Named after the American Sociological Association, this particular style format is used for Humanitarian Sciences like Sociology, Psychology, Education, and Journalism. Still, some other subjects also apply to this style. A major difference when using ASA format is a great number of books that must be cited. It is a natural occurrence in Sociology as this science requires confirmation of every argumentation and references that support or deny a certain claim.
Therefore, knowing how to cite a book in ASA becomes crucial if you plan to write a research paper in Sociology or get it published. If you already know the basics of citing in Chicago, you will feel at home because it is based upon a familiar author-date pattern. The only visible difference is using the colon sign after the year when the source has been published and before you specify the page number.
The Basic Pattern for a Book Citation in ASA
When you have to cite a book, it is necessary to provide as much information as you can find out. However, these elements are the most important in the correct order:
Last Name, First Name and Middle Initial, ending up with a full stop.
Year when the book has been published.
Book title in italics.
A place where the book has been published, colon, and publisher information.
Example of a Book Citation in ASA
In this section of our guide, we shall learn how to cite a book ASA style in different variations to avoid any formatting or plagiarism mistakes.
Entire Book Citing
Last Name, Year. Title in italics. City: Publisher.
Bentley, Tom. 2005. The Sociological Structure of Mediation in Education. London: Cambridge University Press.
Book with More Than One Edition
Sometimes your source in print has more than one edition. If you are stuck in such circumstances, follow this example:
Last Name, Name and Name Initial. Last Name. Year. Title of your source in italics. xnd. ed. City: Publisher.
Now what we have appears like this:
McFly, John and Randy N. Adams. 2006. Artificial Intelligence in Preschool Education. 3rd. ed. New York: Syracuse Press Ltd.
The in-text citation includes the author’s last name or several authors as usual:
(McFly and Adams 2006)
Book with an Editor
When writing an essay in Sociology, it is only natural to encounter books with editors. Here is how it must be done:
Last Name, Name, and Name Last Name, and Name Last Name, eds. Year. Title in italics. City, Publisher.
Berry, Oscar, and Kelly Hensels, and John Norum, eds. 2019. Social Behaviors of Teenagers in British Schools. Manchester, UK: Oasis Books.
Our in-text citation adds this:
(Berry, Hensels and Norum, eds., 2019)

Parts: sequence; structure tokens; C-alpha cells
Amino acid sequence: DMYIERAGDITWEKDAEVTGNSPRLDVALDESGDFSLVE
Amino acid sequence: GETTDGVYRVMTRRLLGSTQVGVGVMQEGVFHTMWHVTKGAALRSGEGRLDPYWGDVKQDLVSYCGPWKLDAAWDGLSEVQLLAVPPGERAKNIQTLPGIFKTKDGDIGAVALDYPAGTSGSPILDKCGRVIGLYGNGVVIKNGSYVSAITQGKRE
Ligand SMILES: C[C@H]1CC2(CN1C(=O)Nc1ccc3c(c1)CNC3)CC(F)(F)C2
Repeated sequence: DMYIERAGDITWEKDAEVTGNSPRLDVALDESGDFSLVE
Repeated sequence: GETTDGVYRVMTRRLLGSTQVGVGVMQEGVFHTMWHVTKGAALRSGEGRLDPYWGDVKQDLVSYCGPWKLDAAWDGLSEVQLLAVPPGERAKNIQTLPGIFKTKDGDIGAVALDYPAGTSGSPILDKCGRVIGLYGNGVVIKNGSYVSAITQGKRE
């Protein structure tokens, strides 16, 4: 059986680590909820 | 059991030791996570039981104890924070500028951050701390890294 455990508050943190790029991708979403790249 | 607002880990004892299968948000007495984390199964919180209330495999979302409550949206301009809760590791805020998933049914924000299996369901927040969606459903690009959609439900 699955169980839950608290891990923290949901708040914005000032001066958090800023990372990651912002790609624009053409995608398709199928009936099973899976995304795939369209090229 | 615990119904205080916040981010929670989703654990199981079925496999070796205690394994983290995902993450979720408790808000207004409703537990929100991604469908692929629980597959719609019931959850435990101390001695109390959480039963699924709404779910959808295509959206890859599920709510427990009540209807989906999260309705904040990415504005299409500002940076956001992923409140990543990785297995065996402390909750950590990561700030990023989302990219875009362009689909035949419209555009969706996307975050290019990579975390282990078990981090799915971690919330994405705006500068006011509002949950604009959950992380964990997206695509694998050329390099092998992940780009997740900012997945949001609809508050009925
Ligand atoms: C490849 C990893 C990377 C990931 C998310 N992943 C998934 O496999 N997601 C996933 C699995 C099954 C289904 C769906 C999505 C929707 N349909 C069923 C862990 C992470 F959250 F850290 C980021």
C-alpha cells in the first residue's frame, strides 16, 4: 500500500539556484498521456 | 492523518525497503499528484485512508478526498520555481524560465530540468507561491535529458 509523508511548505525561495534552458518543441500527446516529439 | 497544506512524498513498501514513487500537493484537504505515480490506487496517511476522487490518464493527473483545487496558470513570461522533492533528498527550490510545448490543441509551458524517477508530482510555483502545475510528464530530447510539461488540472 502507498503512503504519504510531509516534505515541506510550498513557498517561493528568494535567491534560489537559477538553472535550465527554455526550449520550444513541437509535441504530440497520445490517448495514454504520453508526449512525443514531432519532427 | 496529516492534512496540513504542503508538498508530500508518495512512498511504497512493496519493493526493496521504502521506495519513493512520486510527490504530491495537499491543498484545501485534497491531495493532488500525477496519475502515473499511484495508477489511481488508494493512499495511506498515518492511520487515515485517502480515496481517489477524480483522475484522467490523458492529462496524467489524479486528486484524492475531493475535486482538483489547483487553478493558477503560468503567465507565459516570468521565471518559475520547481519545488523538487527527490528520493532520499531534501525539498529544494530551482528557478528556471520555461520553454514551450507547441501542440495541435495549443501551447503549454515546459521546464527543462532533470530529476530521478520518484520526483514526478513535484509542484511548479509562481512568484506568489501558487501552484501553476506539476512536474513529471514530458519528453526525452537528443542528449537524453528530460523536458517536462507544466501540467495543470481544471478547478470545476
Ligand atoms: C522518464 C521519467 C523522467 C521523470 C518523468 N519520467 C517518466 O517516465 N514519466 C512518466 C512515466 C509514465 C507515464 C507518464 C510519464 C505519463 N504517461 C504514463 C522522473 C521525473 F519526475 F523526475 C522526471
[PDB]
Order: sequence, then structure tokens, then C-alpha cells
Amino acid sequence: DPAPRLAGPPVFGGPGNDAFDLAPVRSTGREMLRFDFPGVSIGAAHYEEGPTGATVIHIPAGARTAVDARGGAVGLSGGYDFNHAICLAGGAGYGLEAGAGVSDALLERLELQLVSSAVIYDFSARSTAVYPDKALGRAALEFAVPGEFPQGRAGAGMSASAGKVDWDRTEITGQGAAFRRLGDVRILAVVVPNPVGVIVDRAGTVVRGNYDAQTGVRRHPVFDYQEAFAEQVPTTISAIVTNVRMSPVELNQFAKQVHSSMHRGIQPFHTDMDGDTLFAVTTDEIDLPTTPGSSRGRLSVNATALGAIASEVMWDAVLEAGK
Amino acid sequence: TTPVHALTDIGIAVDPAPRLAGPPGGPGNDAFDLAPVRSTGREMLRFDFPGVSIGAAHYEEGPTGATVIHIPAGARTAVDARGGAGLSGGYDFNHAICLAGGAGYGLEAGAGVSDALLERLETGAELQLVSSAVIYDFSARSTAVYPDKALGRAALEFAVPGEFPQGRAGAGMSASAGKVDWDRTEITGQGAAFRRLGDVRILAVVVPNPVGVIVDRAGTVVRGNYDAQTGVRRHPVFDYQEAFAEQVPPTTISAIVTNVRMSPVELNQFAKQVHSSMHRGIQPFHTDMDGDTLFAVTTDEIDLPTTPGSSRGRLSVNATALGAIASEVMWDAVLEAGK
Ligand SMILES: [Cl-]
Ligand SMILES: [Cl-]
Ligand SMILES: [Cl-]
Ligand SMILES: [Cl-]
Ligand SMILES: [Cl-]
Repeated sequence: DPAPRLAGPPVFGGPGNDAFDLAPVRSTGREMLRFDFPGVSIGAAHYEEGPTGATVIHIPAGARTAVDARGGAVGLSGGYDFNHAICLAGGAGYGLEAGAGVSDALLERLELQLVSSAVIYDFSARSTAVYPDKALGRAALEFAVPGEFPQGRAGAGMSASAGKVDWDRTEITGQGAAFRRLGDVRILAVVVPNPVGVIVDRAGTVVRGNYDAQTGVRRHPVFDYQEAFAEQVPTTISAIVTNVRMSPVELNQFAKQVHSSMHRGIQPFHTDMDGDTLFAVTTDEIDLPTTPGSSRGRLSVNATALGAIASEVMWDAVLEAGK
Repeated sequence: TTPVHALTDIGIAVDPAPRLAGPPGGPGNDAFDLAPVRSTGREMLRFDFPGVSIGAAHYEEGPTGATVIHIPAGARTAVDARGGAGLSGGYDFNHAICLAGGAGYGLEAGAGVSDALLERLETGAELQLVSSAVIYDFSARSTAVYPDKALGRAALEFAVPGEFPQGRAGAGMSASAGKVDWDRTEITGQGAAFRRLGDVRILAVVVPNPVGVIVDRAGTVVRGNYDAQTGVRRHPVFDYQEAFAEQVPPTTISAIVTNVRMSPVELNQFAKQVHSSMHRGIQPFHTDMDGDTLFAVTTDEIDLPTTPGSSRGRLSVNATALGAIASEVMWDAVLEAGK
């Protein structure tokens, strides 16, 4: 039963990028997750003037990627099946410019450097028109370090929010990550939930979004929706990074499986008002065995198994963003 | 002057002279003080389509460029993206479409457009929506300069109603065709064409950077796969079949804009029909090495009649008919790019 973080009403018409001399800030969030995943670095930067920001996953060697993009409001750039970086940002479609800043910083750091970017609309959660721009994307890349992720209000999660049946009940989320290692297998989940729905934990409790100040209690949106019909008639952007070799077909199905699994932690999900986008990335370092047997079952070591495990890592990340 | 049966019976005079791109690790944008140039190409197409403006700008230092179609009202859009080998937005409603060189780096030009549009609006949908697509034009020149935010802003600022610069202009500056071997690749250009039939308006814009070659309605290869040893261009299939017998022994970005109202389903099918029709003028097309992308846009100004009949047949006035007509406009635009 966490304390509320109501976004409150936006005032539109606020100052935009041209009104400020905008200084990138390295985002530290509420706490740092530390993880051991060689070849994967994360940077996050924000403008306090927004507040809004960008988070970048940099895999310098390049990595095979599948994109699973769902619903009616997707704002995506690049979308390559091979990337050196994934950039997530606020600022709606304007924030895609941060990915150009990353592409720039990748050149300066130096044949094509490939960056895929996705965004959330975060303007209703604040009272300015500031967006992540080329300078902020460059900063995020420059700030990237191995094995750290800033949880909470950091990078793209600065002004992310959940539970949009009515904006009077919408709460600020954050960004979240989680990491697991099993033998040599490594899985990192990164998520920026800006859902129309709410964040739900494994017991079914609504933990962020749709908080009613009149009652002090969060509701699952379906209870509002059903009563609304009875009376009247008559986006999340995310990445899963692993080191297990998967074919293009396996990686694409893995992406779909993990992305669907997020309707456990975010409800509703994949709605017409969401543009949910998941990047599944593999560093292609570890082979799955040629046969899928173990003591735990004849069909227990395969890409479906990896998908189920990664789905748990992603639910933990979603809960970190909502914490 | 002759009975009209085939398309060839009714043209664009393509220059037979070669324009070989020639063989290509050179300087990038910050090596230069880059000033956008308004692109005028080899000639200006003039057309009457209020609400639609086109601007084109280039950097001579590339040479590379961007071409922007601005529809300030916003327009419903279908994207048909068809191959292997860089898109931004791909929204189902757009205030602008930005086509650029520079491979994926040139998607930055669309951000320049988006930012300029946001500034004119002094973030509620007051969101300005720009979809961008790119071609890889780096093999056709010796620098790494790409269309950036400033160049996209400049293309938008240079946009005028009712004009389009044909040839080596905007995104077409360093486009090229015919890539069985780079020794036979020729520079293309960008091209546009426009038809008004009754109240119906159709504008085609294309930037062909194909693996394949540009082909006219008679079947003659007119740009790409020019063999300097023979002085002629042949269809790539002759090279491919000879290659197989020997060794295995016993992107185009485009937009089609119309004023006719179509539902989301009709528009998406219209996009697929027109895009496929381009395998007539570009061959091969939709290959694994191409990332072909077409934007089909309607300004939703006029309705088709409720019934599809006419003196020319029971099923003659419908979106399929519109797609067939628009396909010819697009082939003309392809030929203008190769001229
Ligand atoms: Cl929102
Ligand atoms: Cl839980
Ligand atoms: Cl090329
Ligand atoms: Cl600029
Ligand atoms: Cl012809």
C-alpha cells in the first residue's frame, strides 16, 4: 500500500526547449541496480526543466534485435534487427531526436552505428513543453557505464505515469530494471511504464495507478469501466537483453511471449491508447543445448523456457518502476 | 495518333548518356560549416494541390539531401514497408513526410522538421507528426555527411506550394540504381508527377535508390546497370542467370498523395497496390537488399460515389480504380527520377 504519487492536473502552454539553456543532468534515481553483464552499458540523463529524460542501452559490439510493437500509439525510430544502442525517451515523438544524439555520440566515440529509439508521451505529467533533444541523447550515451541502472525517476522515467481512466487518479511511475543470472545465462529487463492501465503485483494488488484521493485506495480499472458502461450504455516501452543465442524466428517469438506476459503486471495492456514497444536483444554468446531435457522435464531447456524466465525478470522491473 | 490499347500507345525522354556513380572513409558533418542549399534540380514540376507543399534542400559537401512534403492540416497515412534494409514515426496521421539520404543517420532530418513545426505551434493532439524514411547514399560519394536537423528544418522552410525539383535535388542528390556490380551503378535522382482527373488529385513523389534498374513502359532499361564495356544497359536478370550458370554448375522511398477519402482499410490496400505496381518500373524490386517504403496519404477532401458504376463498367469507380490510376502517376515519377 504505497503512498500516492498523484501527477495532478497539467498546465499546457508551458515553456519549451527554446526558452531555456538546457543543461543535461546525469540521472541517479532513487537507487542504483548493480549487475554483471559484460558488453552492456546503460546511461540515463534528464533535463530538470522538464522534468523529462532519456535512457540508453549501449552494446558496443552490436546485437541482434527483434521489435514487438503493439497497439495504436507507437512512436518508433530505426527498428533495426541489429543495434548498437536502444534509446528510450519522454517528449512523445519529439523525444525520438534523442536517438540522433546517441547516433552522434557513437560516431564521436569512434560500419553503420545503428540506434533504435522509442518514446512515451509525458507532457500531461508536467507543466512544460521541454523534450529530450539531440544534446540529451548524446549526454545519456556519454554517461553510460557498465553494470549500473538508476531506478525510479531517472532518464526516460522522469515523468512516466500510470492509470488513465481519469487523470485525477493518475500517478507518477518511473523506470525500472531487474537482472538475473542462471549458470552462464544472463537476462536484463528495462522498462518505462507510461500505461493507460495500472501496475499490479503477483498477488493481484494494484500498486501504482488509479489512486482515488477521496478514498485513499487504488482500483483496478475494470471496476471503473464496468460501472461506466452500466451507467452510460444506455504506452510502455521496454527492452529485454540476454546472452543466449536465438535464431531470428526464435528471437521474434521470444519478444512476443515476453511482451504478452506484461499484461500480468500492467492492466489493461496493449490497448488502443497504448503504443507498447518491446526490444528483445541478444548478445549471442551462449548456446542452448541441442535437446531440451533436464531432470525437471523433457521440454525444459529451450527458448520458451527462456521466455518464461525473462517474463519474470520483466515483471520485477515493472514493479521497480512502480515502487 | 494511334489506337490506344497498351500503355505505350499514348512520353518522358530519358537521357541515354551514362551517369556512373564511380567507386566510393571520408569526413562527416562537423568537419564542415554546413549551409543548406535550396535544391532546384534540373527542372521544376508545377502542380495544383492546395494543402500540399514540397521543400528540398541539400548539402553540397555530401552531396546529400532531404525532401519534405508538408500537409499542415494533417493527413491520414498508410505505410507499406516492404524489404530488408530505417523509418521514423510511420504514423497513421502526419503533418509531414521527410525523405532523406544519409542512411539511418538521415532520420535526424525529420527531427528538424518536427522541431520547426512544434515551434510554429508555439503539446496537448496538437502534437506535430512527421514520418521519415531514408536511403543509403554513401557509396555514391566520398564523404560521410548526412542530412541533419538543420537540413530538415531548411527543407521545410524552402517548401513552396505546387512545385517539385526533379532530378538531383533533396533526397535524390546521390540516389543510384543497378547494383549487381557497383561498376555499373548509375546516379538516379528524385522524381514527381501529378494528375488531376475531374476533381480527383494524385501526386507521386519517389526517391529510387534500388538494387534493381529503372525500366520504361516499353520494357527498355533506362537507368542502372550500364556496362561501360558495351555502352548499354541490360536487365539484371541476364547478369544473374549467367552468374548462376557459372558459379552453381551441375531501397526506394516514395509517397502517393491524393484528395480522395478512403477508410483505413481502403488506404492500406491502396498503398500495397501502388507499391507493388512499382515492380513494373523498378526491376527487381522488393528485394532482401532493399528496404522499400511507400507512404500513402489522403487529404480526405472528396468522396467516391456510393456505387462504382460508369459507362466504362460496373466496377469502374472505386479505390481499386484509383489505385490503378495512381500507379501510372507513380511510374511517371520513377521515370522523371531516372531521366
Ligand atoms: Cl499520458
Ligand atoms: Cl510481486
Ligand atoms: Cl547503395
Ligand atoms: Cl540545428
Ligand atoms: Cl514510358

Several Book Authors in ASA
Last Name, First Name Initial. Year. Title of your source in italics. City: Publisher.
The in-text citation includes the author’s name and a year with a page number, if necessary, separated with a colon as done below:
Last Name, First Name and Name Initial. Last Name. Year. Title of your source in italics. City: Publisher.
Bibliography Reference citation:
Georgios, Michael and Gene S. Clarkson. 2000. Work With Autistic Children in a Normal Classroom. New York: Medserve.
In-text citation example:
(Georgios and Clarkson 2000)
Sometimes there is no author specified or no organization is specified as an author. It is recommended to start with some words that describe your entry. In most cases, it is the title and the year. The description of your title must be put in quotation marks. It must be done in italics. Follow this template for ASA citation of a book with no author:
“The dyslexic learner has quickly progressed with the musical instruments” (Dyslexic Learner 2005:34)
The Bibliography part includes your information starting with the title in quotation marks and the year with a page.
Why Citing Manually is Dangerous?
It puts you at risk of unintentional plagiarism and exhaustion. Just think about how much challenging it can get when you have different sources for your Sociology or Journalism paper! It leaves little time for editing! You can easily type something wrong or put an extra space. According to most university professors, it will end up in a lower grade. Sounds frightening? No need to fear because we offer you a free Book Citation ASA generator that lets you cite automatically. Here are some advantages that you get:
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How do you cite book pages in ASA?
They are only used in your in-text citation and are placed after the year in brackets like this: (Taylor 2005:21).
How do you place a reference if you have an organization instead of an author?
For example, if it is some famous organization like the United Nations. Then it appears as (UN 2005) if your information is from 2005. The full reference starts with the UN instead of an author, then follows with the usual citing.
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